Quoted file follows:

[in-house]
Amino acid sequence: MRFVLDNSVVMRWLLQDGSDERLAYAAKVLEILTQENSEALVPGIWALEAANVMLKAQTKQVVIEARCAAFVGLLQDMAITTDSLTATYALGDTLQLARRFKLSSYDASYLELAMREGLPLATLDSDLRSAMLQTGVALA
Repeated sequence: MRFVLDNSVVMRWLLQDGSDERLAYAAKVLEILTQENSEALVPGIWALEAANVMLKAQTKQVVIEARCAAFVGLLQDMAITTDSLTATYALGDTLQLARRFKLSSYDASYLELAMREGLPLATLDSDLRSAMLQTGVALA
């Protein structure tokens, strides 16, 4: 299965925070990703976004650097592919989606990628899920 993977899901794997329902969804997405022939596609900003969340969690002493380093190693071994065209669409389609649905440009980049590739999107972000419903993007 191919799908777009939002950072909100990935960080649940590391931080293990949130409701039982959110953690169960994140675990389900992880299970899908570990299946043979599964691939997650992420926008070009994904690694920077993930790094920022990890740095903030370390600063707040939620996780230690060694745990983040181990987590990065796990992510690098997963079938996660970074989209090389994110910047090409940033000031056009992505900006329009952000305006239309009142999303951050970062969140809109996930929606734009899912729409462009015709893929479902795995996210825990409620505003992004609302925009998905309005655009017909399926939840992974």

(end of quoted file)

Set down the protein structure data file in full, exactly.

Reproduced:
[in-house]
Amino acid sequence: MRFVLDNSVVMRWLLQDGSDERLAYAAKVLEILTQENSEALVPGIWALEAANVMLKAQTKQVVIEARCAAFVGLLQDMAITTDSLTATYALGDTLQLARRFKLSSYDASYLELAMREGLPLATLDSDLRSAMLQTGVALA
Repeated sequence: MRFVLDNSVVMRWLLQDGSDERLAYAAKVLEILTQENSEALVPGIWALEAANVMLKAQTKQVVIEARCAAFVGLLQDMAITTDSLTATYALGDTLQLARRFKLSSYDASYLELAMREGLPLATLDSDLRSAMLQTGVALA
């Protein structure tokens, strides 16, 4: 299965925070990703976004650097592919989606990628899920 993977899901794997329902969804997405022939596609900003969340969690002493380093190693071994065209669409389609649905440009980049590739999107972000419903993007 191919799908777009939002950072909100990935960080649940590391931080293990949130409701039982959110953690169960994140675990389900992880299970899908570990299946043979599964691939997650992420926008070009994904690694920077993930790094920022990890740095903030370390600063707040939620996780230690060694745990983040181990987590990065796990992510690098997963079938996660970074989209090389994110910047090409940033000031056009992505900006329009952000305006239309009142999303951050970062969140809109996930929606734009899912729409462009015709893929479902795995996210825990409620505003992004609302925009998905309005655009017909399926939840992974």